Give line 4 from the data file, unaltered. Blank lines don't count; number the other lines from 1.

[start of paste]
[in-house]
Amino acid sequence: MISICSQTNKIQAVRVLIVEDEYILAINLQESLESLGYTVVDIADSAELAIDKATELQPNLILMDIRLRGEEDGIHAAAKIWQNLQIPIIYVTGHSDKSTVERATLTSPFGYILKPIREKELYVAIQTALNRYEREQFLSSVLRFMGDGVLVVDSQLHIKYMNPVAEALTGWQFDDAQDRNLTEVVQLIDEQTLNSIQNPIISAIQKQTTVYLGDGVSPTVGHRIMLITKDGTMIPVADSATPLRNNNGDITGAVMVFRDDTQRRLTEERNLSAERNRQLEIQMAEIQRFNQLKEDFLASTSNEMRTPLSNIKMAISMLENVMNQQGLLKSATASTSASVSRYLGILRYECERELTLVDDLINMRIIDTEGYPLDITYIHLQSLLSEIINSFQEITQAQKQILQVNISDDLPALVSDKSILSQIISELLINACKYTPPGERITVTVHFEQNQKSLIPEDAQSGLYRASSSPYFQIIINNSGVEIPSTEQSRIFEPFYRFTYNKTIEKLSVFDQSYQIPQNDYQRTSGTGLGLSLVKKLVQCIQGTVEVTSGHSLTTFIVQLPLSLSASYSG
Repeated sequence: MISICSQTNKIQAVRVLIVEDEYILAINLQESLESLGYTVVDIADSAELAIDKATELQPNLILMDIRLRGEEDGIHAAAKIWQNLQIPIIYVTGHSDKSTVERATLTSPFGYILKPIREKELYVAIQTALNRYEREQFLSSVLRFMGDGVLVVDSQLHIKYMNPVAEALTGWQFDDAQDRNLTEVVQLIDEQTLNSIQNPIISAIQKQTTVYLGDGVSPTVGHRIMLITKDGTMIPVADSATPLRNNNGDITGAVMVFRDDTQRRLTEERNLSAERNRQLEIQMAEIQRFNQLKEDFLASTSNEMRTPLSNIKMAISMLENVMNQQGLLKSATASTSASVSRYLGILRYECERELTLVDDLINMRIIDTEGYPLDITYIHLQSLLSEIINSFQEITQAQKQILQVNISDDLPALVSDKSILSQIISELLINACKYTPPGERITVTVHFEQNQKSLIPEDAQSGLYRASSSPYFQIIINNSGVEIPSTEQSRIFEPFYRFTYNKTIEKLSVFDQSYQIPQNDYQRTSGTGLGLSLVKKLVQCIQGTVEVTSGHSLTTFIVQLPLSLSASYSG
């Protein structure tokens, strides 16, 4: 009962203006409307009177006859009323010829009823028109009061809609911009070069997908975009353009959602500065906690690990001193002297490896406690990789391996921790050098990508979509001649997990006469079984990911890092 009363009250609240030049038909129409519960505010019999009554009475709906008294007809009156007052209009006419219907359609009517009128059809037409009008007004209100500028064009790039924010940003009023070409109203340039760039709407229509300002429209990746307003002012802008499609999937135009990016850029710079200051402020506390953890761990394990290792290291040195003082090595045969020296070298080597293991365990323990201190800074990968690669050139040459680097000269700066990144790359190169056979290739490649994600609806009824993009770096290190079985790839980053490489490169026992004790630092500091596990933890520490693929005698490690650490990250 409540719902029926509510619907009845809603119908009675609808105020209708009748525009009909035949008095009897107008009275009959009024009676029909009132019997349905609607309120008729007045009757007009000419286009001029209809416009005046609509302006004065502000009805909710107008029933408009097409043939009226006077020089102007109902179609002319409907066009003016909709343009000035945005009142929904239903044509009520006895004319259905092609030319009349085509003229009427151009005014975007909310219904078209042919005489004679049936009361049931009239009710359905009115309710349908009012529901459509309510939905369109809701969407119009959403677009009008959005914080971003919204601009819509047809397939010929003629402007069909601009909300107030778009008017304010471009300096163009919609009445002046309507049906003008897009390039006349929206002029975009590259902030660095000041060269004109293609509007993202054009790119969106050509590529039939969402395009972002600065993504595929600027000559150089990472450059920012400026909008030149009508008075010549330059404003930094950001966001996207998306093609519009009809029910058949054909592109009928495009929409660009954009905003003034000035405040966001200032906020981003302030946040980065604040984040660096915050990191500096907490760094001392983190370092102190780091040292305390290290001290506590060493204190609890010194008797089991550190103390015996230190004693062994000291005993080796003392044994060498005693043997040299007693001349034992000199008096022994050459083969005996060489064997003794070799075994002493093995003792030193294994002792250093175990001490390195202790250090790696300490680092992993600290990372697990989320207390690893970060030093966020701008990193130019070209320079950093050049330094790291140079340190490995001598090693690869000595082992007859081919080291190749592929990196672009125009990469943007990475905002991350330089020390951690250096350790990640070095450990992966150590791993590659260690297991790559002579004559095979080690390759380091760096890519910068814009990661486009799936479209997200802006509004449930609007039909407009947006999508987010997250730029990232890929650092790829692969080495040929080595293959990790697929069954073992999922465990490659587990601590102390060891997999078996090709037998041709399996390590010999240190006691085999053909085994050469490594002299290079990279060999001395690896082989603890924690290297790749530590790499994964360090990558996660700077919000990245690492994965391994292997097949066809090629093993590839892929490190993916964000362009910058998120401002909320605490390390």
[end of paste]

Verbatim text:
């Protein structure tokens, strides 16, 4: 009962203006409307009177006859009323010829009823028109009061809609911009070069997908975009353009959602500065906690690990001193002297490896406690990789391996921790050098990508979509001649997990006469079984990911890092 009363009250609240030049038909129409519960505010019999009554009475709906008294007809009156007052209009006419219907359609009517009128059809037409009008007004209100500028064009790039924010940003009023070409109203340039760039709407229509300002429209990746307003002012802008499609999937135009990016850029710079200051402020506390953890761990394990290792290291040195003082090595045969020296070298080597293991365990323990201190800074990968690669050139040459680097000269700066990144790359190169056979290739490649994600609806009824993009770096290190079985790839980053490489490169026992004790630092500091596990933890520490693929005698490690650490990250 409540719902029926509510619907009845809603119908009675609808105020209708009748525009009909035949008095009897107008009275009959009024009676029909009132019997349905609607309120008729007045009757007009000419286009001029209809416009005046609509302006004065502000009805909710107008029933408009097409043939009226006077020089102007109902179609002319409907066009003016909709343009000035945005009142929904239903044509009520006895004319259905092609030319009349085509003229009427151009005014975007909310219904078209042919005489004679049936009361049931009239009710359905009115309710349908009012529901459509309510939905369109809701969407119009959403677009009008959005914080971003919204601009819509047809397939010929003629402007069909601009909300107030778009008017304010471009300096163009919609009445002046309507049906003008897009390039006349929206002029975009590259902030660095000041060269004109293609509007993202054009790119969106050509590529039939969402395009972002600065993504595929600027000559150089990472450059920012400026909008030149009508008075010549330059404003930094950001966001996207998306093609519009009809029910058949054909592109009928495009929409660009954009905003003034000035405040966001200032906020981003302030946040980065604040984040660096915050990191500096907490760094001392983190370092102190780091040292305390290290001290506590060493204190609890010194008797089991550190103390015996230190004693062994000291005993080796003392044994060498005693043997040299007693001349034992000199008096022994050459083969005996060489064997003794070799075994002493093995003792030193294994002792250093175990001490390195202790250090790696300490680092992993600290990372697990989320207390690893970060030093966020701008990193130019070209320079950093050049330094790291140079340190490995001598090693690869000595082992007859081919080291190749592929990196672009125009990469943007990475905002991350330089020390951690250096350790990640070095450990992966150590791993590659260690297991790559002579004559095979080690390759380091760096890519910068814009990661486009799936479209997200802006509004449930609007039909407009947006999508987010997250730029990232890929650092790829692969080495040929080595293959990790697929069954073992999922465990490659587990601590102390060891997999078996090709037998041709399996390590010999240190006691085999053909085994050469490594002299290079990279060999001395690896082989603890924690290297790749530590790499994964360090990558996660700077919000990245690492994965391994292997097949066809090629093993590839892929490190993916964000362009910058998120401002909320605490390390």